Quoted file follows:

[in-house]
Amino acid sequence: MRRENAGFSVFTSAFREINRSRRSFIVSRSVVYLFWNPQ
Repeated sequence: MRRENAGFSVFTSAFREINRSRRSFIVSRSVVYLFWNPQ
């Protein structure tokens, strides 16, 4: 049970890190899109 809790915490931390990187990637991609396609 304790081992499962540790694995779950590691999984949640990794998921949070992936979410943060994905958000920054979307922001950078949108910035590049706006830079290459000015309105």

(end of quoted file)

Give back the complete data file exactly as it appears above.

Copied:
[in-house]
Amino acid sequence: MRRENAGFSVFTSAFREINRSRRSFIVSRSVVYLFWNPQ
Repeated sequence: MRRENAGFSVFTSAFREINRSRRSFIVSRSVVYLFWNPQ
């Protein structure tokens, strides 16, 4: 049970890190899109 809790915490931390990187990637991609396609 304790081992499962540790694995779950590691999984949640990794998921949070992936979410943060994905958000920054979307922001950078949108910035590049706006830079290459000015309105």